We are unbelievably excited to launch Love Yo Shelf 2.0!! For a while, Love Yo Shelf manifested as an idea, where we really wanted to evoke specific feelings of welcome and warmth for anyone who visited our blog, but we lacked a cohesive image that truly represented both that feeling and what the blog meant to us. After a lot of chaotic back and forth through text, plus a bare bones “sketch” in Nana’s notes app that will never see the light of day, we landed on a concept that combined the best parts of the blog, and were extremely lucky to work with Vinny @ Film and Fiction for our redesign. Now, Love Yo Shelf looks how it’s always made us feel, and we couldn’t be more thrilled about it!Read more
This post is brought to you by people apparently claiming that anything containing a magic school or a school in general is a rip off of Harry Potter and is sponsored by my ensuing indignation and outrage.
Every once in a while, I’ll be doom-scrolling on Twitter and will come across a screenshot from Goodreads, which, despite its name, never actually means anything good, at least in terms of book-ish opinions. I think the most recent one that personally infuriated me was someone’s review of The Poppy War, comparing it to Harry Potter because – and I kid you not – the main character attends an academy. That’s it. Because comparing a series that is written by a woman of color and is based on the second Sino-Japanese War to one written by a known terf is perfectly acceptable. The existence of an academy is, for some people, enough to prove that the author directly took inspiration from one series in particular instead of literally anything else. That was probably the last straw for me, because at this point, I’m just tired.Read more
First off, I just want to thank everyone who nominated and voted for Love Yo Shelf in the best new blog category for Marie and May’s Book Blogger Awards!! Orianna and I are completely and absolutely overwhelmed by the love and support we’ve gotten since starting our baby blog in October, and we’ve loved having the chance to get to know other members of the community. I had absolutely no idea what to expect when we first started, and it’s honestly been a steep learning curve, which brings me to this post!
When we launched Love Yo Shelf in 2019, I felt like I was a little late to the game and in way over my head. I spent a couple months prior to publishing my first Love Yo Shelf post observing and learning, but for a self-proclaimed bookworm, I did very little reading. As much as I tried to prepare myself by polishing the Love Yo Shelf site and stockpiling reviews, I couldn’t prepare for what I simply didn’t know. I found a few posts with tips for new bloggers, and I’m sure there are plenty more out there, but the ones I read tended to be a little more generic and strictly about running a blog, with little mention about having a social media presence or the specific obstacles and issues that bloggers of color face.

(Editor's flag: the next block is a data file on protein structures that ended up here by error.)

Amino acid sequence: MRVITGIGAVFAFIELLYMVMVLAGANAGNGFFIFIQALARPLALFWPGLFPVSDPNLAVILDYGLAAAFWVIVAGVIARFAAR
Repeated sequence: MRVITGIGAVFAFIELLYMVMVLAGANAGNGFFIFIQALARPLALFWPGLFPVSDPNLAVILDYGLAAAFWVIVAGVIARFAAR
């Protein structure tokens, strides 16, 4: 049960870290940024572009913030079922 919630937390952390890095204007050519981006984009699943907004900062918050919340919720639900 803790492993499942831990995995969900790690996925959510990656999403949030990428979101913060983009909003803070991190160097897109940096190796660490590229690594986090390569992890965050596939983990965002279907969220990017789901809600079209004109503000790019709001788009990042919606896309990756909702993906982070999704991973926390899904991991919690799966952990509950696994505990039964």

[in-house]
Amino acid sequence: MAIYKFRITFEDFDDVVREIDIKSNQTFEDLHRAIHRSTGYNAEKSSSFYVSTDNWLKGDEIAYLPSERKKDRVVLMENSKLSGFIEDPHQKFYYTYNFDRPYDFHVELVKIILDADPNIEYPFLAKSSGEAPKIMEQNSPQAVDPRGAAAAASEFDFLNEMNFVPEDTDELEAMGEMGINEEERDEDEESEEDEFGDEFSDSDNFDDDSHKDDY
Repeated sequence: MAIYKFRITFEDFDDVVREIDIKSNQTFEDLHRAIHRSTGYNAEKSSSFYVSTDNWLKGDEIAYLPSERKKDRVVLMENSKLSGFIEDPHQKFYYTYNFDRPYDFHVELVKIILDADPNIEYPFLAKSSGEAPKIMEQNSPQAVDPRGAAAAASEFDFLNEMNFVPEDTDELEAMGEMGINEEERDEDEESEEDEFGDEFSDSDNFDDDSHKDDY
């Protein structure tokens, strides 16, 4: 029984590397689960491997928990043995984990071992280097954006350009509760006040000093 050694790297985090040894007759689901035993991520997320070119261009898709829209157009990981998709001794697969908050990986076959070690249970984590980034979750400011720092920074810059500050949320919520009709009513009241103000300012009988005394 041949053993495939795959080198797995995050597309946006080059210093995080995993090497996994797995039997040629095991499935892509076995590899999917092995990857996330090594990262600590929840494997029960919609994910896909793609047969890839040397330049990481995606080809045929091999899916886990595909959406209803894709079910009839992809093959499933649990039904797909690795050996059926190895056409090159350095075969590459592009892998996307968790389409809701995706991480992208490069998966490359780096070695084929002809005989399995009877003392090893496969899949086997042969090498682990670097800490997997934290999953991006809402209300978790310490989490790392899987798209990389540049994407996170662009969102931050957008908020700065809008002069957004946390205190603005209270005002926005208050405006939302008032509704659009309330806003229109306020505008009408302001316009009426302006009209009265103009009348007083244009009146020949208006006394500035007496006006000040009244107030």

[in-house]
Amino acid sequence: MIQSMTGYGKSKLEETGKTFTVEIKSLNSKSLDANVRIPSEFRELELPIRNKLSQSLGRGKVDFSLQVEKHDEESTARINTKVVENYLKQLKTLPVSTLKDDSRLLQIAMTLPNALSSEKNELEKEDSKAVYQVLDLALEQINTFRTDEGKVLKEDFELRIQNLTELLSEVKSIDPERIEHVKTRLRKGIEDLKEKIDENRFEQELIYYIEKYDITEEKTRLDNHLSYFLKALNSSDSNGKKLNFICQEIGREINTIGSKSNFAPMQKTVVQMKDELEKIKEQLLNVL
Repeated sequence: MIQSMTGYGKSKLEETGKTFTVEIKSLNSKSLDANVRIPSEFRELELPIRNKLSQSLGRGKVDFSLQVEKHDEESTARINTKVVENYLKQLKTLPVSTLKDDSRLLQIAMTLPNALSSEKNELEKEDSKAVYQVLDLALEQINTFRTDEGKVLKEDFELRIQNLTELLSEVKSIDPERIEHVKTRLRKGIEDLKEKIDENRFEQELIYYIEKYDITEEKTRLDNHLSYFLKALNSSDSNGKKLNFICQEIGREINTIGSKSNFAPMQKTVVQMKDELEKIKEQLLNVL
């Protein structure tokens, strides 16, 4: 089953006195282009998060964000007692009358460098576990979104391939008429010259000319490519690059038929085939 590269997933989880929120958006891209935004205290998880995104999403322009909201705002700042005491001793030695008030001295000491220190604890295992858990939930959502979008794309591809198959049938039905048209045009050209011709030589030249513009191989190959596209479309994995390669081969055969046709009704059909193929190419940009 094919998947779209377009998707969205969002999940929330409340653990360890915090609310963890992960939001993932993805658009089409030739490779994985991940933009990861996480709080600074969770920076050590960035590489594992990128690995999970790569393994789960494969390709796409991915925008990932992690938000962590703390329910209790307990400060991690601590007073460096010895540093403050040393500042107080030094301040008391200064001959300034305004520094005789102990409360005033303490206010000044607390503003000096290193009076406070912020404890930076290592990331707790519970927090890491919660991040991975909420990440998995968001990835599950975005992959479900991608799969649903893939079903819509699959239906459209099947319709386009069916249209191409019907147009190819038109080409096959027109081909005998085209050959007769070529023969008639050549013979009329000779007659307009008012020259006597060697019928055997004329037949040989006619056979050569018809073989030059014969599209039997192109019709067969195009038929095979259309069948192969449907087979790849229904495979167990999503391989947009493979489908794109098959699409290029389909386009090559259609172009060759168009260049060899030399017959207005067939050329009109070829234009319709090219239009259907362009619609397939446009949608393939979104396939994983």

It wasn’t until I actually started talking to other bloggers of color that my own hesitantly negative feelings about some of the things I was seeing around Twitter were affirmed and validated. I do think that book blogs are more accessible and thus more equitable than other bookish platforms in terms of who can start a blog and succeed. However, it’s an entirely different ball game for bloggers of color and white bloggers, with layers of privilege factoring in as well. There are a lot of facets to being a blogger of color that I’m unequipped to discuss because of my own privilege, but for the time being, here are some bits of advice for new bloggers of color that I discovered through trial and error.Read more
Alright, bear with me folks, because I dove deep into critical race theory during my undergrad and I have a Lot to say.
I’m sure that almost 100% of the time, white bloggers look to support books by marginalized authors with the best of intentions. Unfortunately, due to the undeniable, incontestable truth that they are white, they wade into unknown waters, often without equipping themselves with basic knowledge through a little research. At first glance, this might seem harmless – after all, I truly don’t expect anyone to know everything there is to know about every diverse culture in the world – but how hard is it to put in a little effort? Or, even better, when you aren’t educated about something, why not defer to someone who does know what they’re talking about and share what they have to say instead?
And yet, despite the fact that white bloggers lack the range (truly no shade intended – this is just a matter of life experience) to fairly and accurately review and promote diverse books, they are praised for doing the bare minimum in advocating for marginalized voices. This is a pervasive problem that extends far beyond the book community, in which people insist on speaking up on behalf of marginalized voices, and end up speaking over them instead. This redirects the focus of the audience to white people instead of the people of color they claim they are trying to help, and as a result, we see the platforms of white bloggers grow rapidly while the platforms of people of color remain more or less stagnant.Read more